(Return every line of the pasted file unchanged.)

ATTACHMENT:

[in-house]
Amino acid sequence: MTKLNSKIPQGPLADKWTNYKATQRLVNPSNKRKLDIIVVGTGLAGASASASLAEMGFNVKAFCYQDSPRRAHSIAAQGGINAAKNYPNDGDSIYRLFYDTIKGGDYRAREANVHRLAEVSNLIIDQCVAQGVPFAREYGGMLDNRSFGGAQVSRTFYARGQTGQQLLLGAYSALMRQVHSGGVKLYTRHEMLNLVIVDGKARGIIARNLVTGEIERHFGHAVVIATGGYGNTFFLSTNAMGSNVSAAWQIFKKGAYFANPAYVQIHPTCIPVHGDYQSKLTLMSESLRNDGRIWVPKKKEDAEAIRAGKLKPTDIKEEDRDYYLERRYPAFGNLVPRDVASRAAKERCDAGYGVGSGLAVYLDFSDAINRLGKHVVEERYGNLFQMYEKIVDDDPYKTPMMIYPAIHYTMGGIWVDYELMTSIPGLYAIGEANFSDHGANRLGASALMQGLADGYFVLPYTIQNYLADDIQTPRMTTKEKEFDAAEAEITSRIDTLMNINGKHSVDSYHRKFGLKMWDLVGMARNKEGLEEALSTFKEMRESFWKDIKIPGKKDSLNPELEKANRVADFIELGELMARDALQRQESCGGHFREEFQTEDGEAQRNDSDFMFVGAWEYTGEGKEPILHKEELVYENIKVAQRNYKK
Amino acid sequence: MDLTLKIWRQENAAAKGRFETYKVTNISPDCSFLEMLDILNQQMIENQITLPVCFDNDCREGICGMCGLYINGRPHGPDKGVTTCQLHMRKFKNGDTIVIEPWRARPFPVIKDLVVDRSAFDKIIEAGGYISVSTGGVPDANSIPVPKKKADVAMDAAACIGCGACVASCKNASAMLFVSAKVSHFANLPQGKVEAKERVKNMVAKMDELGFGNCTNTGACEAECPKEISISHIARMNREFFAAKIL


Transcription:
[in-house]
Amino acid sequence: MTKLNSKIPQGPLADKWTNYKATQRLVNPSNKRKLDIIVVGTGLAGASASASLAEMGFNVKAFCYQDSPRRAHSIAAQGGINAAKNYPNDGDSIYRLFYDTIKGGDYRAREANVHRLAEVSNLIIDQCVAQGVPFAREYGGMLDNRSFGGAQVSRTFYARGQTGQQLLLGAYSALMRQVHSGGVKLYTRHEMLNLVIVDGKARGIIARNLVTGEIERHFGHAVVIATGGYGNTFFLSTNAMGSNVSAAWQIFKKGAYFANPAYVQIHPTCIPVHGDYQSKLTLMSESLRNDGRIWVPKKKEDAEAIRAGKLKPTDIKEEDRDYYLERRYPAFGNLVPRDVASRAAKERCDAGYGVGSGLAVYLDFSDAINRLGKHVVEERYGNLFQMYEKIVDDDPYKTPMMIYPAIHYTMGGIWVDYELMTSIPGLYAIGEANFSDHGANRLGASALMQGLADGYFVLPYTIQNYLADDIQTPRMTTKEKEFDAAEAEITSRIDTLMNINGKHSVDSYHRKFGLKMWDLVGMARNKEGLEEALSTFKEMRESFWKDIKIPGKKDSLNPELEKANRVADFIELGELMARDALQRQESCGGHFREEFQTEDGEAQRNDSDFMFVGAWEYTGEGKEPILHKEELVYENIKVAQRNYKK
Amino acid sequence: MDLTLKIWRQENAAAKGRFETYKVTNISPDCSFLEMLDILNQQMIENQITLPVCFDNDCREGICGMCGLYINGRPHGPDKGVTTCQLHMRKFKNGDTIVIEPWRARPFPVIKDLVVDRSAFDKIIEAGGYISVSTGGVPDANSIPVPKKKADVAMDAAACIGCGACVASCKNASAMLFVSAKVSHFANLPQGKVEAKERVKNMVAKMDELGFGNCTNTGACEAECPKEISISHIARMNREFFAAKIL